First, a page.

Description of Historic Place
The South Workshop, also known as Building C1-C6, at Kingston Penitentiary is an impressive 19th-century, industrial building with a temple façade and a Greek cross plan. This solid, stone building is made up of four large wings radiating from a central rotunda. The designation is confined to the footprint of the building.
The South Workshop is a Recognized Federal Heritage Building because of its historical associations, and its architectural and environmental value.
The South Workshop is one of the best examples of a structure associated with the role of labour programs for inmates in the Canadian penal system. The labour programs were introduced when the reformative powers of the solitary cell were proven to be questionable and the emphasis shifted from this to the reformative power of work. The South Workshop was the centre of activity for the quarrying, stone working and construction labour performed for the institution, and for outside contracts. This had a significant impact in the development of Kingston.
The South Workshop is a good example of 19th-century classical revival industrial architecture with very good functional design and high quality workmanship. Its very good function is attributed to its Greek cross plan and masonry construction. This plan provides four large, easily supervised areas on each floor for conducting work programs. The solid masonry construction proved to be safe and durable for heavy industrial use. The stone masonry dressings, arches, vaults, attached buttresses, grand staircase and stone paving demonstrate the very good quality workmanship.
The South Workshop reinforces the character of its industrial precinct setting at Kingston Penitentiary.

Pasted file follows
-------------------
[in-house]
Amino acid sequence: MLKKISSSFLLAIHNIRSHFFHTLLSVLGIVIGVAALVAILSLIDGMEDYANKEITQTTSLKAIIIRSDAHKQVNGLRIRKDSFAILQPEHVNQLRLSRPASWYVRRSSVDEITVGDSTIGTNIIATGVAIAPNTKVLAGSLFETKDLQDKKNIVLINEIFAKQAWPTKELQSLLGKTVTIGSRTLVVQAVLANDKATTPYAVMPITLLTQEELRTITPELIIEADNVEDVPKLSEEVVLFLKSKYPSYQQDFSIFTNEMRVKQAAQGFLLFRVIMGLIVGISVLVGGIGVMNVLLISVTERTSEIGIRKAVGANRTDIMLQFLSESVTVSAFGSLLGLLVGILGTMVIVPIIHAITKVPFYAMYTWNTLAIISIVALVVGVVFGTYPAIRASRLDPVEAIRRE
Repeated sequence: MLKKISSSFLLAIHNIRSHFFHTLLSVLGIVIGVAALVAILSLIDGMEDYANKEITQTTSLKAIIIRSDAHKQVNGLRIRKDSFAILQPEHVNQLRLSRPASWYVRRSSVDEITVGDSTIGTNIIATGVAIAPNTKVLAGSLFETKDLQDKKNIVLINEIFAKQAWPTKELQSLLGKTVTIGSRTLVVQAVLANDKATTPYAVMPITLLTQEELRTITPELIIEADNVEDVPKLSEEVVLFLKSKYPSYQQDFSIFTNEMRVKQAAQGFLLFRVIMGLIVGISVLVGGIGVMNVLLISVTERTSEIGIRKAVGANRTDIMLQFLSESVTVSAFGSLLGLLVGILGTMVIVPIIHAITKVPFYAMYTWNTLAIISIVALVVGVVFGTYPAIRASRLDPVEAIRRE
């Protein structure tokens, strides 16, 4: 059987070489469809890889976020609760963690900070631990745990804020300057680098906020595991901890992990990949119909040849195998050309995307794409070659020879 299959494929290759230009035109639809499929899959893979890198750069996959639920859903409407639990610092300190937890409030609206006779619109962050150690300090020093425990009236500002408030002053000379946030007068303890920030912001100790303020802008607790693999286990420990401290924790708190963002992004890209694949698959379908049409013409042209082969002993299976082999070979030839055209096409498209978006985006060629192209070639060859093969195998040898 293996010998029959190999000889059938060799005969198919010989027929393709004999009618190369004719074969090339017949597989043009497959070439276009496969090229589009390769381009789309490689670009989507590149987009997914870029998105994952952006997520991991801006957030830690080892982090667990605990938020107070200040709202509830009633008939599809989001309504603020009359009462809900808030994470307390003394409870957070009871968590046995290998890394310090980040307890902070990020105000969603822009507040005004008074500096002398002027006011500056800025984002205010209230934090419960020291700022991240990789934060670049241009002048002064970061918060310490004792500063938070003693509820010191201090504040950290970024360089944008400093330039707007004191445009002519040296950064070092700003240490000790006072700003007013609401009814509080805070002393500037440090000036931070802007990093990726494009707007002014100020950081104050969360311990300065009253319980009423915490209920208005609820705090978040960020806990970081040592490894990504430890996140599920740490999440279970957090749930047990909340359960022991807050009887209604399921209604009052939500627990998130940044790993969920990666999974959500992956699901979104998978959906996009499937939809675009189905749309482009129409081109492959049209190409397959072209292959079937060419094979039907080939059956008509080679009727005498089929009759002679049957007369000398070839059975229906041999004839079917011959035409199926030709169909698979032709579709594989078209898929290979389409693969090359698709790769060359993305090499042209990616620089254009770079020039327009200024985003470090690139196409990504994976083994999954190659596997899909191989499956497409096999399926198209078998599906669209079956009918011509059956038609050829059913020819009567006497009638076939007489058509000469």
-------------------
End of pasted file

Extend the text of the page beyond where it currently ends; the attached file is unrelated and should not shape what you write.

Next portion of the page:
Sources: Dana Johnson, Kingston Penitentiary, Kingston, Ontario, Federal Heritage Building Review Office Building Report 89-032; South Workshop (C1- C6), Kingston Penitentiary, Kingston, Ontario, Heritage Character Statement, 89-032.
The following character-defining elements of the South Workshop should be respected.
Its 19th-century classical revival industrial architecture, very good functional design, and high quality craftsmanship, for example:
- the symmetrical Greek cross plan;
- the masonry construction;
- the division of the walls into tiers with base and belt courses and crowning cornice;
- the variation of window height at each tier, and the treatment of external angles with shallow projecting ashlar quoins;
- the four perpendicular buttresses;
- the brick semi-circular cross vaults supported on massive square piers, the grand staircase, and the cantilevered stone gallery of the rotunda.
The manner in which the South Workshop reinforces the character of its industrial precinct setting at Kingston Penitentiary, as evidenced by:
- its key role in physically defining the centre courtyards, work area, and exercise yard;
- its consistency of scale, materials, architectural details and decorative program with the other structures in the industrial area of the institution;
- the symbiotic relationship between the South Workshop and the Main Cell Block, expressed physically by the axial alignment and similar Greek cross massing.